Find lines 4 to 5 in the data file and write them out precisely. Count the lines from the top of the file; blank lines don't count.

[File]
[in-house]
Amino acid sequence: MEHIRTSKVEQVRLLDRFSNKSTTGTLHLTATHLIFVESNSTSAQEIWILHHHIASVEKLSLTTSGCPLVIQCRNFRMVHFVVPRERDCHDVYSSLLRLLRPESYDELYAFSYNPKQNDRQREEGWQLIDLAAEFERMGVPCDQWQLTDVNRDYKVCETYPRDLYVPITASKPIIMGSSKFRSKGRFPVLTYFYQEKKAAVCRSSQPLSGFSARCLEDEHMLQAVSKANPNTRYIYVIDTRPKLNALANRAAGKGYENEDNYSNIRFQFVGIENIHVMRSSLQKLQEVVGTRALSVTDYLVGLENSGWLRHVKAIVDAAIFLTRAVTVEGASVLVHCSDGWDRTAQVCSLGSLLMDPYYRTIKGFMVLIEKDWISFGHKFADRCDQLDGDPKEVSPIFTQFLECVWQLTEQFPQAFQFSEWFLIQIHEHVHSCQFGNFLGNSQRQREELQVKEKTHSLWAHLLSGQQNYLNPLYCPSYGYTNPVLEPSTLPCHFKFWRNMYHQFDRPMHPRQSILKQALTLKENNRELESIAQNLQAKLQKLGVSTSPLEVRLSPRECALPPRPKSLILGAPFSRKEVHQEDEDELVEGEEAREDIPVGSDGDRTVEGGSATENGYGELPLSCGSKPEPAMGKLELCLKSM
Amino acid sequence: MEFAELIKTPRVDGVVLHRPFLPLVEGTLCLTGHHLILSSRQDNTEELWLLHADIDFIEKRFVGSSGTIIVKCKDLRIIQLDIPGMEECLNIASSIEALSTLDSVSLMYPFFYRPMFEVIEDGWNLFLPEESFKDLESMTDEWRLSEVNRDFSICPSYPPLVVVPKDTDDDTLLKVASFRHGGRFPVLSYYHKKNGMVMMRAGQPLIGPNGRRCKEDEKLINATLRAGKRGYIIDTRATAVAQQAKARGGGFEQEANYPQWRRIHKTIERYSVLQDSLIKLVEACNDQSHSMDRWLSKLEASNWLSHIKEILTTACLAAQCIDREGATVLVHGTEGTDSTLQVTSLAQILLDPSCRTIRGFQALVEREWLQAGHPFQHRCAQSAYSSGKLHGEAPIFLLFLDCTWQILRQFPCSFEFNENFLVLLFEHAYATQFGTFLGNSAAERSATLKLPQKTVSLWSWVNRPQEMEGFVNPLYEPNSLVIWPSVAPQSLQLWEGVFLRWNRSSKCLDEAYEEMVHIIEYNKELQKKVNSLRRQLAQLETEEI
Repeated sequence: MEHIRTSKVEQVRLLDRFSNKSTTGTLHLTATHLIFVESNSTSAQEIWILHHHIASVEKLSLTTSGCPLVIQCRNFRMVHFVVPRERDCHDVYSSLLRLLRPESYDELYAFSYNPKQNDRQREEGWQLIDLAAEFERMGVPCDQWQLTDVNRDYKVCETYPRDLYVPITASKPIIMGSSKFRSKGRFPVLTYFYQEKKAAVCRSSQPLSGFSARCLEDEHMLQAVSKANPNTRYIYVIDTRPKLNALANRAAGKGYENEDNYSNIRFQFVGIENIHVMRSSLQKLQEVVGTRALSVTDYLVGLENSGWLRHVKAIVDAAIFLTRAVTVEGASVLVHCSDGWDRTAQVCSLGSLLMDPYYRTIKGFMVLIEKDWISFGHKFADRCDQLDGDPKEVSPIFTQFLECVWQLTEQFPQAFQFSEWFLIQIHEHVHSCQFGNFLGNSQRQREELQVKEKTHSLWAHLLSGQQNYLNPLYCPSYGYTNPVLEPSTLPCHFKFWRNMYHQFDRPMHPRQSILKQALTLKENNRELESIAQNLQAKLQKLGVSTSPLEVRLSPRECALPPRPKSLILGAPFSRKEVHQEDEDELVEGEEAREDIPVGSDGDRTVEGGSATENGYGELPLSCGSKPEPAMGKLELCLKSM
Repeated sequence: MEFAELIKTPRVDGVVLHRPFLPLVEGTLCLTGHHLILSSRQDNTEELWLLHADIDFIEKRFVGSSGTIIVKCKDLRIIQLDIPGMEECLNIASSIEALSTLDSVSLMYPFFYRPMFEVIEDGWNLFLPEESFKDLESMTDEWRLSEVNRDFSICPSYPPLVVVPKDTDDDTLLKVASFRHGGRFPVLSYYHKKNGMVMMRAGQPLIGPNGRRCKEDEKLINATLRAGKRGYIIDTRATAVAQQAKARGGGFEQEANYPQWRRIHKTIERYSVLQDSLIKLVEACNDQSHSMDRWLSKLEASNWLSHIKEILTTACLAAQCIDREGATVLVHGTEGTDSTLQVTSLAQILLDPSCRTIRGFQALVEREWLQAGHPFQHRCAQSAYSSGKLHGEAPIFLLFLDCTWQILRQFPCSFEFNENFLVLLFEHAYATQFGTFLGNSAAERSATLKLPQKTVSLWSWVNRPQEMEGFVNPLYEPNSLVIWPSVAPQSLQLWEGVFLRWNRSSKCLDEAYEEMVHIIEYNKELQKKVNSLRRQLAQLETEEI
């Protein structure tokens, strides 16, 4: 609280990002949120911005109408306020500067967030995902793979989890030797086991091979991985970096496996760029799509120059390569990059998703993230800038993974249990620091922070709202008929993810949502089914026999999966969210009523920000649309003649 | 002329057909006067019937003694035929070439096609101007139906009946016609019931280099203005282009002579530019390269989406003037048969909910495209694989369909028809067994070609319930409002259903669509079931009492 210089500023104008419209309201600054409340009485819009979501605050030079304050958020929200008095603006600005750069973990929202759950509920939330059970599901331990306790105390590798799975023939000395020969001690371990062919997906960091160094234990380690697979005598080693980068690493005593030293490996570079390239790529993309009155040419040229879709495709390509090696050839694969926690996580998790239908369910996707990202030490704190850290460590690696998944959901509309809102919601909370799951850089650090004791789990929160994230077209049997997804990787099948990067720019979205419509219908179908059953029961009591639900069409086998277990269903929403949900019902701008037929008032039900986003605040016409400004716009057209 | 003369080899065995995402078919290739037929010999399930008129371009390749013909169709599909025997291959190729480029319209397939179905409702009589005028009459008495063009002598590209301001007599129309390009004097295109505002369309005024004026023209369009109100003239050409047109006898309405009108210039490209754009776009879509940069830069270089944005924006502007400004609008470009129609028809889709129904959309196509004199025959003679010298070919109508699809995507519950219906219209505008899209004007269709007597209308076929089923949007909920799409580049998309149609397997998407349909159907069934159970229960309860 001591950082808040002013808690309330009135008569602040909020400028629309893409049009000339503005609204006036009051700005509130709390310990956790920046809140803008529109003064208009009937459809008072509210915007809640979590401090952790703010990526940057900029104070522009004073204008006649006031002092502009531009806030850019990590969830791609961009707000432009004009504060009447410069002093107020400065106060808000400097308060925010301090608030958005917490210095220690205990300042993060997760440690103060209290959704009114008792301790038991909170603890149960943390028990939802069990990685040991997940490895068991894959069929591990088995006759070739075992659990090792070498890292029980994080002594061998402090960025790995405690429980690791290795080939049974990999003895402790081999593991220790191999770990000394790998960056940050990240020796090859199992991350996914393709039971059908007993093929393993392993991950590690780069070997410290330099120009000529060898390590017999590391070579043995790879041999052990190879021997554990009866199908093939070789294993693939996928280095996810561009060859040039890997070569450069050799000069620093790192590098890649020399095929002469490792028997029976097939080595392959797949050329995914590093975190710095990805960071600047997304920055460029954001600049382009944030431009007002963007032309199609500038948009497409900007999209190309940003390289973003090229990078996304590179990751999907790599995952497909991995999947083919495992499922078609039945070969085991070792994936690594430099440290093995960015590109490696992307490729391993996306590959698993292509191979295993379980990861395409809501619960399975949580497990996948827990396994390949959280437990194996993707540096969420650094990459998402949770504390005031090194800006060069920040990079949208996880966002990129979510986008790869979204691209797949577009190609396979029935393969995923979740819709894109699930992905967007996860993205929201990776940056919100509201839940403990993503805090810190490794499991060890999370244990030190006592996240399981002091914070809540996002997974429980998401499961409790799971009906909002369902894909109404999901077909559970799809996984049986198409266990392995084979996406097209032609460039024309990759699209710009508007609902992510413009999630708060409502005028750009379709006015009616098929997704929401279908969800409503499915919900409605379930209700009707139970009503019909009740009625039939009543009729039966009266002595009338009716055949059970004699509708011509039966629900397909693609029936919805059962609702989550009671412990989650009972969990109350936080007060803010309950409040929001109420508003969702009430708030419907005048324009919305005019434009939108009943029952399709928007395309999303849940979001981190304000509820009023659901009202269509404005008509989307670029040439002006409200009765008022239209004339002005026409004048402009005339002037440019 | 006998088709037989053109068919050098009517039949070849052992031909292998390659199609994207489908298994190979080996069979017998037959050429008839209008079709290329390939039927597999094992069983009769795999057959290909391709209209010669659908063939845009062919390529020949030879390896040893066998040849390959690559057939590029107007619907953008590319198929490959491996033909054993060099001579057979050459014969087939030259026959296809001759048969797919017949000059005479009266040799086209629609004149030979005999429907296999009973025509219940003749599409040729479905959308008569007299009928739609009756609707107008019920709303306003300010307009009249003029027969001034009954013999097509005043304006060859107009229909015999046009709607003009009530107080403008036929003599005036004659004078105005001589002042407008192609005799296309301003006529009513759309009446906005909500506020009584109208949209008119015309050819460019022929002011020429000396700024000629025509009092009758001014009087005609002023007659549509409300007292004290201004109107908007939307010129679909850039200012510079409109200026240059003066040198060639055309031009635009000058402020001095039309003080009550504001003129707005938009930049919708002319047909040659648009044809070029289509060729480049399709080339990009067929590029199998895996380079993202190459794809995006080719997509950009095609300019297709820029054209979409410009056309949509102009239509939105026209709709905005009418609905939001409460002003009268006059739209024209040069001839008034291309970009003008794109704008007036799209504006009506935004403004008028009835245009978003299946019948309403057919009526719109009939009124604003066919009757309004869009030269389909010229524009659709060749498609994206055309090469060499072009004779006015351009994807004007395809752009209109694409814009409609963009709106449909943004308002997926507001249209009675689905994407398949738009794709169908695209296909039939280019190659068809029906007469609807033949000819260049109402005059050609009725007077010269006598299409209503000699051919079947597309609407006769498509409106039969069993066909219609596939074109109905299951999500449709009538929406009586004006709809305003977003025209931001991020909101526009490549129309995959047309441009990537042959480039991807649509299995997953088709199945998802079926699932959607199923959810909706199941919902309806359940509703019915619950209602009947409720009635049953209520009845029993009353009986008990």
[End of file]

Repeated sequence: MEHIRTSKVEQVRLLDRFSNKSTTGTLHLTATHLIFVESNSTSAQEIWILHHHIASVEKLSLTTSGCPLVIQCRNFRMVHFVVPRERDCHDVYSSLLRLLRPESYDELYAFSYNPKQNDRQREEGWQLIDLAAEFERMGVPCDQWQLTDVNRDYKVCETYPRDLYVPITASKPIIMGSSKFRSKGRFPVLTYFYQEKKAAVCRSSQPLSGFSARCLEDEHMLQAVSKANPNTRYIYVIDTRPKLNALANRAAGKGYENEDNYSNIRFQFVGIENIHVMRSSLQKLQEVVGTRALSVTDYLVGLENSGWLRHVKAIVDAAIFLTRAVTVEGASVLVHCSDGWDRTAQVCSLGSLLMDPYYRTIKGFMVLIEKDWISFGHKFADRCDQLDGDPKEVSPIFTQFLECVWQLTEQFPQAFQFSEWFLIQIHEHVHSCQFGNFLGNSQRQREELQVKEKTHSLWAHLLSGQQNYLNPLYCPSYGYTNPVLEPSTLPCHFKFWRNMYHQFDRPMHPRQSILKQALTLKENNRELESIAQNLQAKLQKLGVSTSPLEVRLSPRECALPPRPKSLILGAPFSRKEVHQEDEDELVEGEEAREDIPVGSDGDRTVEGGSATENGYGELPLSCGSKPEPAMGKLELCLKSM
Repeated sequence: MEFAELIKTPRVDGVVLHRPFLPLVEGTLCLTGHHLILSSRQDNTEELWLLHADIDFIEKRFVGSSGTIIVKCKDLRIIQLDIPGMEECLNIASSIEALSTLDSVSLMYPFFYRPMFEVIEDGWNLFLPEESFKDLESMTDEWRLSEVNRDFSICPSYPPLVVVPKDTDDDTLLKVASFRHGGRFPVLSYYHKKNGMVMMRAGQPLIGPNGRRCKEDEKLINATLRAGKRGYIIDTRATAVAQQAKARGGGFEQEANYPQWRRIHKTIERYSVLQDSLIKLVEACNDQSHSMDRWLSKLEASNWLSHIKEILTTACLAAQCIDREGATVLVHGTEGTDSTLQVTSLAQILLDPSCRTIRGFQALVEREWLQAGHPFQHRCAQSAYSSGKLHGEAPIFLLFLDCTWQILRQFPCSFEFNENFLVLLFEHAYATQFGTFLGNSAAERSATLKLPQKTVSLWSWVNRPQEMEGFVNPLYEPNSLVIWPSVAPQSLQLWEGVFLRWNRSSKCLDEAYEEMVHIIEYNKELQKKVNSLRRQLAQLETEEI